Saturday, August 13, 2011
This is a very interesting and thoughtful piece by Mark Oppenheimer on the great Charles Taylor (h/t Paul H.). Of particular interest to me was the way in which the historians discussed at the end of the piece describe Taylor's uses of history for prescriptively optimistic theoretical motives of his own -- "it is history for argument about modernity, the cause of the modern condition, and its possible cure. It is a history of lament and failure intended to propel readers toward a history of meaning and fulfillment." This particular criticism of the strategic uses of history resonated with me not so much because I agree with the historian cited (I don't know enough to agree or disagree), but because it's something I've been thinking about recently in legal scholarship.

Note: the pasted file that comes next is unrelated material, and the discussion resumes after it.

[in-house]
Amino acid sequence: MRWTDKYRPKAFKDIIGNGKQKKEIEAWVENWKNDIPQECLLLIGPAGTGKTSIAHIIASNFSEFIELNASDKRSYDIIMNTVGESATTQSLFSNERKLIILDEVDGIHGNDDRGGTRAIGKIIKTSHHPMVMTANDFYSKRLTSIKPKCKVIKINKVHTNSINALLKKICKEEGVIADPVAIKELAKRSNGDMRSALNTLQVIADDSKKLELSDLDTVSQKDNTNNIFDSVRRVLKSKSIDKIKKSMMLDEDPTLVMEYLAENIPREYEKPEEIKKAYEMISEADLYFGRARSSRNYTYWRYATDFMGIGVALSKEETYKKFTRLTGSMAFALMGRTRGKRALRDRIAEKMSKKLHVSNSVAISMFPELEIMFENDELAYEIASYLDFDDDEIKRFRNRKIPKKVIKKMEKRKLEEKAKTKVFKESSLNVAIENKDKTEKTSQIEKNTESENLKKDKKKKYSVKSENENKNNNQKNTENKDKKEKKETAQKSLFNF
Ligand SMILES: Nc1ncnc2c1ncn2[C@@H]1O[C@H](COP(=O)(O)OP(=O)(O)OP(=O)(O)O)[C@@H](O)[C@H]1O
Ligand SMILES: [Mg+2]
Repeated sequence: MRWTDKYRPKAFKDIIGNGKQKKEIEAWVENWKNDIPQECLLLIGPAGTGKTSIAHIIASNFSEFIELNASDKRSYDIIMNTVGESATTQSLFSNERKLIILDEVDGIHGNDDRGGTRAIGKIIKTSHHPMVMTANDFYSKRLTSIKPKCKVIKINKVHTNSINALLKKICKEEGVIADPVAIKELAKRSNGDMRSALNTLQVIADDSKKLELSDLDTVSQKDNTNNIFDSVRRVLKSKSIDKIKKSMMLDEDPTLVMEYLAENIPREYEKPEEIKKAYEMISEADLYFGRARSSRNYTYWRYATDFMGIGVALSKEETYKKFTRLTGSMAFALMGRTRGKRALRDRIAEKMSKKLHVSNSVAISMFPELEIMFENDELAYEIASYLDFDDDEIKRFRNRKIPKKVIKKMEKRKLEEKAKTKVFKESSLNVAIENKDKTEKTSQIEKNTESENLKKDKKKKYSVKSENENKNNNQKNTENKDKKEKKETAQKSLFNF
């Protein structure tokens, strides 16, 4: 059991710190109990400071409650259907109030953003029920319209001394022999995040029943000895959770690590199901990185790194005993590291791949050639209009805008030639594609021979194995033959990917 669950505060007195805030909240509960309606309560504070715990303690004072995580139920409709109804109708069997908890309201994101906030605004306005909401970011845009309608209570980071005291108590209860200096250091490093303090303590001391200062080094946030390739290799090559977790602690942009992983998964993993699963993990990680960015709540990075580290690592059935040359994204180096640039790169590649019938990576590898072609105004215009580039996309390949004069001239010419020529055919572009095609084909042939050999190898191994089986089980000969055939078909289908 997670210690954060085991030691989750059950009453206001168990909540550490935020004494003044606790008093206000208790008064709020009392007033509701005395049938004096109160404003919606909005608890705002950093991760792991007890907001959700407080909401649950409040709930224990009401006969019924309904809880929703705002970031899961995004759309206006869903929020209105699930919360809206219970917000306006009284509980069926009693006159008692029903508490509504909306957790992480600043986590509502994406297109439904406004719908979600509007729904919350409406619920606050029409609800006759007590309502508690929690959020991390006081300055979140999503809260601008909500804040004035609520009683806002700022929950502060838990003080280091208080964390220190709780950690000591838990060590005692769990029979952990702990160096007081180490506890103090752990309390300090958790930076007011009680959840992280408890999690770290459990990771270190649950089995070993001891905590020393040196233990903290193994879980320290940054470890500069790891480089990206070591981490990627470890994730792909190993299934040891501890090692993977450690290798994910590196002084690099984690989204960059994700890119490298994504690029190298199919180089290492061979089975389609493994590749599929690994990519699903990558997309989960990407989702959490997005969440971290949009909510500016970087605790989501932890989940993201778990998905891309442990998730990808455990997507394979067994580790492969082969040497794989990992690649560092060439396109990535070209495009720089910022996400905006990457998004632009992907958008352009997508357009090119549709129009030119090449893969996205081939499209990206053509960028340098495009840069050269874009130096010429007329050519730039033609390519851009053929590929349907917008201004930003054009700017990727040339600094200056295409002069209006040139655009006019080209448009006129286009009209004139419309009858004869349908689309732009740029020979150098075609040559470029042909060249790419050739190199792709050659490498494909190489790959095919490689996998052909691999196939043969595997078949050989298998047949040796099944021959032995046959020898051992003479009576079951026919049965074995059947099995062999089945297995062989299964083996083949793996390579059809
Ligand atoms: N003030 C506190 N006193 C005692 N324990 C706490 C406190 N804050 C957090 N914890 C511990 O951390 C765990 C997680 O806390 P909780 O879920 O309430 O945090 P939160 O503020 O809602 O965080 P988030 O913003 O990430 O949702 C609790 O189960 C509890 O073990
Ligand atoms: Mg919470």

In related news, this forthcoming book by Taylor and Jocelyn Maclure, Secularism and Freedom of Conscience (examining in specific the situation of the Quebecois, which the piece in The Nation talks about as well) looks well worth reading.